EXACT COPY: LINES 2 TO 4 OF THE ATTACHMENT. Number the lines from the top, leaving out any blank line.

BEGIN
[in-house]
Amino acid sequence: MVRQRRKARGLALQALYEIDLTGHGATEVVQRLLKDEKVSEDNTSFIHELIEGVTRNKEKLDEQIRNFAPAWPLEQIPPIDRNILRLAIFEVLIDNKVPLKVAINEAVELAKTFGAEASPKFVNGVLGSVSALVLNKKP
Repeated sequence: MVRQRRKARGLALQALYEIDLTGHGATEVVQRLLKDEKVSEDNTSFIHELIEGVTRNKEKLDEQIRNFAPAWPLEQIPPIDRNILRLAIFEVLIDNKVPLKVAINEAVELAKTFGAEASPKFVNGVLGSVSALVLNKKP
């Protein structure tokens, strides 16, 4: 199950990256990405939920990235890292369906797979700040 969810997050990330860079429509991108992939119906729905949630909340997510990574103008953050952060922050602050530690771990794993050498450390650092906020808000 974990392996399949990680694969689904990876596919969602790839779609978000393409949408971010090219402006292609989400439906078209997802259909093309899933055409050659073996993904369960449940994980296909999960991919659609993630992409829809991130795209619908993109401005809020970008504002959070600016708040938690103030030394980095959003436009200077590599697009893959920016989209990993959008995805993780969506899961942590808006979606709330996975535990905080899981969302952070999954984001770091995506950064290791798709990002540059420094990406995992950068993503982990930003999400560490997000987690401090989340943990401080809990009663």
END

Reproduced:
Amino acid sequence: MVRQRRKARGLALQALYEIDLTGHGATEVVQRLLKDEKVSEDNTSFIHELIEGVTRNKEKLDEQIRNFAPAWPLEQIPPIDRNILRLAIFEVLIDNKVPLKVAINEAVELAKTFGAEASPKFVNGVLGSVSALVLNKKP
Repeated sequence: MVRQRRKARGLALQALYEIDLTGHGATEVVQRLLKDEKVSEDNTSFIHELIEGVTRNKEKLDEQIRNFAPAWPLEQIPPIDRNILRLAIFEVLIDNKVPLKVAINEAVELAKTFGAEASPKFVNGVLGSVSALVLNKKP
């Protein structure tokens, strides 16, 4: 199950990256990405939920990235890292369906797979700040 969810997050990330860079429509991108992939119906729905949630909340997510990574103008953050952060922050602050530690771990794993050498450390650092906020808000 974990392996399949990680694969689904990876596919969602790839779609978000393409949408971010090219402006292609989400439906078209997802259909093309899933055409050659073996993904369960449940994980296909999960991919659609993630992409829809991130795209619908993109401005809020970008504002959070600016708040938690103030030394980095959003436009200077590599697009893959920016989209990993959008995805993780969506899961942590808006979606709330996975535990905080899981969302952070999954984001770091995506950064290791798709990002540059420094990406995992950068993503982990930003999400560490997000987690401090989340943990401080809990009663």